On the upcoming Shavuot holiday, we will celebrate the revelation of the Torah to the Jewish people on Mount Sinai. This verse from Exodus describes the occasion: "And there Israel encamped before the mountain." And the sages explain that the use of the singular verb vayichan –(encamp) shows that the people acted as “one person with a single heart." From the exaltation of the past before the mountain, to the tragedy of the present, also on a mountain: 45 worshipers perished on Mount Meron in the worst civil disaster in the nation’s history. Although the disaster struck one sector, the Haredim, the entire Israeli collective – including its Arab citizens – marked a national day of mourning and many volunteered to help the victims in any way possible. Once again, the famous Israeli solidarity revealed itself in a time of crisis. Will we be able to sustain it – to function "as one" – in Israel’s everyday life?


Prof. Yedidia Stern



The Meron Tragedy: When Tradition Meets a Changing Reality

Shmuel Rosner

Credit: Mark Neyman / Government Press Office



Meron Commission of Inquiry Should Restore State's Authority

Prof. Yedidia Stern, Dr. Haim Zicherman      

The State of Israel allows autonomous societal groups to conduct their affairs outside the rule of law. A state commission of inquiry should propose a plan for restoring governance.

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Why is it so Hard to Order Religion and State Relations in Israel?

Dr. Shlomo Fischer

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Credit: RICIfoto /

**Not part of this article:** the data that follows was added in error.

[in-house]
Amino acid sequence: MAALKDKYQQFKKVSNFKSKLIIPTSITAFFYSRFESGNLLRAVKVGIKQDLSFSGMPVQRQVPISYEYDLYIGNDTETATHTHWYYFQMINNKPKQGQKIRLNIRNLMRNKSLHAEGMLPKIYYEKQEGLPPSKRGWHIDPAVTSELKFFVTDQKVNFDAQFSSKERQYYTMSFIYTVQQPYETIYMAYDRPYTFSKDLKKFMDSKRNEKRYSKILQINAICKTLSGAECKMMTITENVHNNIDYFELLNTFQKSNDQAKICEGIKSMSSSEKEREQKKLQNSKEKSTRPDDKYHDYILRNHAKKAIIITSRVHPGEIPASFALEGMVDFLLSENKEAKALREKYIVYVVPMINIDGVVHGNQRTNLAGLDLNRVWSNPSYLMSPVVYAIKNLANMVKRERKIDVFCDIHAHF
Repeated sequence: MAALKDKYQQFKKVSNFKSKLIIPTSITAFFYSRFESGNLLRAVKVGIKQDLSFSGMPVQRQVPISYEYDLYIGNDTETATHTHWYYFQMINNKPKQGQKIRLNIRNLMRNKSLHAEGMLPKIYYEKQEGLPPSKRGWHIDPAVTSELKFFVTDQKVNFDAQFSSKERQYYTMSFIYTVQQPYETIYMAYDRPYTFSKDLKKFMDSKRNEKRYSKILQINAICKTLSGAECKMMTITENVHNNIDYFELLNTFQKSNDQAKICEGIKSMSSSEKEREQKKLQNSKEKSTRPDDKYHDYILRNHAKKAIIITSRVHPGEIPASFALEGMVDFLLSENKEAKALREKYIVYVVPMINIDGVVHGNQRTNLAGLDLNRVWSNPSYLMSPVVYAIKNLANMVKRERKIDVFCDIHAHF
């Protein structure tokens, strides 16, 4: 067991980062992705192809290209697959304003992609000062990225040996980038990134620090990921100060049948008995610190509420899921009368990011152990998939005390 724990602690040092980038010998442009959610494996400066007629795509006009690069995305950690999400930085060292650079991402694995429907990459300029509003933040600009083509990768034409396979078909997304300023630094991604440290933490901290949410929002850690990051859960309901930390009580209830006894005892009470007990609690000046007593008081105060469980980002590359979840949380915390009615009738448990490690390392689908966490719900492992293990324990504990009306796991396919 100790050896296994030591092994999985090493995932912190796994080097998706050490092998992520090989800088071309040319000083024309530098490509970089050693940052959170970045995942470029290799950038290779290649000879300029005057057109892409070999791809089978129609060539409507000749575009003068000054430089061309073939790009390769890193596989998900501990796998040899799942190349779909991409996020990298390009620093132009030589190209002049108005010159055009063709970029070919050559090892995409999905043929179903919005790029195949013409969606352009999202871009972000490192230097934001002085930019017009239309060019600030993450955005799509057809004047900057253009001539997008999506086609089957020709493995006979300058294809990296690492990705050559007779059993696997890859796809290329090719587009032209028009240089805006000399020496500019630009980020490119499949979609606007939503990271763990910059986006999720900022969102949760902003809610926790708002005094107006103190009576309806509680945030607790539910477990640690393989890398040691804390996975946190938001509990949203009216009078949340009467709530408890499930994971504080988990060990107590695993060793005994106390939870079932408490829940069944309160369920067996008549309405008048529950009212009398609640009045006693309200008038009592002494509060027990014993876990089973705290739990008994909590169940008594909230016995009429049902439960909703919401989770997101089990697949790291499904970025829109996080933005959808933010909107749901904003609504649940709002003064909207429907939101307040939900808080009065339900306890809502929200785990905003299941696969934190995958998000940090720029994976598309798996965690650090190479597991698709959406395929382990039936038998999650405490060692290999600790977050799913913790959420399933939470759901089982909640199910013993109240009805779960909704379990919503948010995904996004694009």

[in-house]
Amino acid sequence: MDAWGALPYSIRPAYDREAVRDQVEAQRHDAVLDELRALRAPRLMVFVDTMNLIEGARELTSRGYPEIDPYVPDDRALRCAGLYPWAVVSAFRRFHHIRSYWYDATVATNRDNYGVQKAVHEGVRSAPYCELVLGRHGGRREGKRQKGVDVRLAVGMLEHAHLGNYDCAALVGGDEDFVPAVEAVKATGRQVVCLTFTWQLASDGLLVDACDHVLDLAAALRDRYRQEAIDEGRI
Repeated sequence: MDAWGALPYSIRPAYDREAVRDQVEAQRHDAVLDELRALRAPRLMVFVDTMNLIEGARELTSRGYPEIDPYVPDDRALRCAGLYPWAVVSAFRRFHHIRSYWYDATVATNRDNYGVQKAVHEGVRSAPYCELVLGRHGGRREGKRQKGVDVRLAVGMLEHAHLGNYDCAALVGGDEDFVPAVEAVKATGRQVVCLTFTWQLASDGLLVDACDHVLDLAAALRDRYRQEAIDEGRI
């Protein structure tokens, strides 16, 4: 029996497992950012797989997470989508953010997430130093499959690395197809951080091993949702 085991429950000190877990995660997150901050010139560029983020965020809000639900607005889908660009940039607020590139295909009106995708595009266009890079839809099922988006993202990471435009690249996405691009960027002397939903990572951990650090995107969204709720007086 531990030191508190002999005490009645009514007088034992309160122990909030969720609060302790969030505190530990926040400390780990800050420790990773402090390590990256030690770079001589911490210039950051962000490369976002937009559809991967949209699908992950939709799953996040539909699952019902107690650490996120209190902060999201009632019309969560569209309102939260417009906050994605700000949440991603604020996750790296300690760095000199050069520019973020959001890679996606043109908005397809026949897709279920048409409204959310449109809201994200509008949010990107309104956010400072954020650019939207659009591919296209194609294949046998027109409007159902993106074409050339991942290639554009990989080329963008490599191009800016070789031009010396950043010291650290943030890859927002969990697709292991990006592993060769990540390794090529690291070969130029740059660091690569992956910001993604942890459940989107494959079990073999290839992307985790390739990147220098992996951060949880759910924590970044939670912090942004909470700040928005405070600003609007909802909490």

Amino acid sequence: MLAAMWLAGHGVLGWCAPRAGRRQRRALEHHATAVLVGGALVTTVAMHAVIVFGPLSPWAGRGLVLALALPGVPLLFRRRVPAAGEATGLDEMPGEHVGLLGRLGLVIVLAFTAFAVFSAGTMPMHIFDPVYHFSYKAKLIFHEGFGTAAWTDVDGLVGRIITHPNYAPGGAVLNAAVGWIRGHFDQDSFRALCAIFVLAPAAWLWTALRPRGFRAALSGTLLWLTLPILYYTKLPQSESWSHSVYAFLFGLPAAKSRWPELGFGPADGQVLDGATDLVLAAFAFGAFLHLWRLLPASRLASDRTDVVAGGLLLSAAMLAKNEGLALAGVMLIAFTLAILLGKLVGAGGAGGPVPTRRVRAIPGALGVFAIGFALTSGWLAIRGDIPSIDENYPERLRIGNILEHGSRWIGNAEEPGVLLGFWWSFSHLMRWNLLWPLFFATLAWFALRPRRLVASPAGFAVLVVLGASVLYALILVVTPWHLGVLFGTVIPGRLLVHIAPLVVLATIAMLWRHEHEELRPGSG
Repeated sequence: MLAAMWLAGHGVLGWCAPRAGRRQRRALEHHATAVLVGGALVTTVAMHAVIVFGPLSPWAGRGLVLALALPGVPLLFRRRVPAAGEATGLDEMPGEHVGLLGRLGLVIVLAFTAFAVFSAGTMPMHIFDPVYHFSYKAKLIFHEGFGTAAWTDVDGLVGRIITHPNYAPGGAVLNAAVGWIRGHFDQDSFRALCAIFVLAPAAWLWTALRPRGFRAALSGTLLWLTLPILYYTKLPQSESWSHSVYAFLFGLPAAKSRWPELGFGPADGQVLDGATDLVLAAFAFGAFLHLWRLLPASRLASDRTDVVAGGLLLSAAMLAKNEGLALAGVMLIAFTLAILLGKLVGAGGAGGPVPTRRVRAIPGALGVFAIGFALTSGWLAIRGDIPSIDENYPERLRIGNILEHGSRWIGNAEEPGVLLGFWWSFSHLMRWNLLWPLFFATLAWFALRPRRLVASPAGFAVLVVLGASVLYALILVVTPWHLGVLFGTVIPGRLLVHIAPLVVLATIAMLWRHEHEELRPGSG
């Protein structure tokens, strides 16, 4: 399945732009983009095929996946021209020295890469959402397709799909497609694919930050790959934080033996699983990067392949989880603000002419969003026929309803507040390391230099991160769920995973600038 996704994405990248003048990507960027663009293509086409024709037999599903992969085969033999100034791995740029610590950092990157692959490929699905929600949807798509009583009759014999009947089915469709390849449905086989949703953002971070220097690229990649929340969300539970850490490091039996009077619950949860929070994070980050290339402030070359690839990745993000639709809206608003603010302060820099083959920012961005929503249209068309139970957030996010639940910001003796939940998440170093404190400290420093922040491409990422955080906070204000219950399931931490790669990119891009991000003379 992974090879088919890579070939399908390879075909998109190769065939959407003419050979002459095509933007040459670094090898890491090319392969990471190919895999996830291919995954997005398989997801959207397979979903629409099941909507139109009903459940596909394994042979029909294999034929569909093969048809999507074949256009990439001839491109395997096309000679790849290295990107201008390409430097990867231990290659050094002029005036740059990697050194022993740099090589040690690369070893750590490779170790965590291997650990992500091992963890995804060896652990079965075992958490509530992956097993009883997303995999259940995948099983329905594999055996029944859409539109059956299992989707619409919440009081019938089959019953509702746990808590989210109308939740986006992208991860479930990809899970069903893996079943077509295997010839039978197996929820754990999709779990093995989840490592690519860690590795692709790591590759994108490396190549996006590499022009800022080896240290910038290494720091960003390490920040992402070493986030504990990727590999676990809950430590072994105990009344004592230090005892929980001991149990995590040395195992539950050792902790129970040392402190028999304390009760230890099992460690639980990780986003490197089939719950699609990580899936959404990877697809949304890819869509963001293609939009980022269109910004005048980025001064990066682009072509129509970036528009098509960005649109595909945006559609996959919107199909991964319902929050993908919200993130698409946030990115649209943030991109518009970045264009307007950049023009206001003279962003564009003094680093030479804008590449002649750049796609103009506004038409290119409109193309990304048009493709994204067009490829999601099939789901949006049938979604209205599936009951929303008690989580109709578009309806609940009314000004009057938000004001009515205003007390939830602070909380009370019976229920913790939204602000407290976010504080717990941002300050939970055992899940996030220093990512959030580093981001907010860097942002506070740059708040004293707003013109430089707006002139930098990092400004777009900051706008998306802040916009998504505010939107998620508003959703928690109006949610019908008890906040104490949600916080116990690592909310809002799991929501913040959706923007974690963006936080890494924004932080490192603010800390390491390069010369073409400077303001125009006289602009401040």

Was the Coronavirus Year Really One of Deepening Polarization?

Dr. Inbal Hakman

Data on the three areas of tension – political, religious, and economic – indicate that the coronavirus year and its accompanying crises intensified the polarization between different Israeli population sectors.

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Alex Eidelman /


Climate Change and the Jewish Question

Rabbi Dr. Dov Maimon

Improving the relationship between Israel and the Diaspora requires a new approach, one that bypasses the sociological and structural barriers, and aims at collaboration to achieve unifying goals, such as addressing climate change.

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Jewish Families Project

Dr. Gitit Levy-Paz

It is worthwhile to watch “The New Jew” and enjoy an initial, essentially comic and lighthearted look at Jewish identity or identities across the ocean. But remember that this is only a cursory glimpse. It would be worthwhile to add additional layers of deeper observation.

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The views expressed in the newsletter are those of the authors and do not necessarily reflect the position of JPPI.

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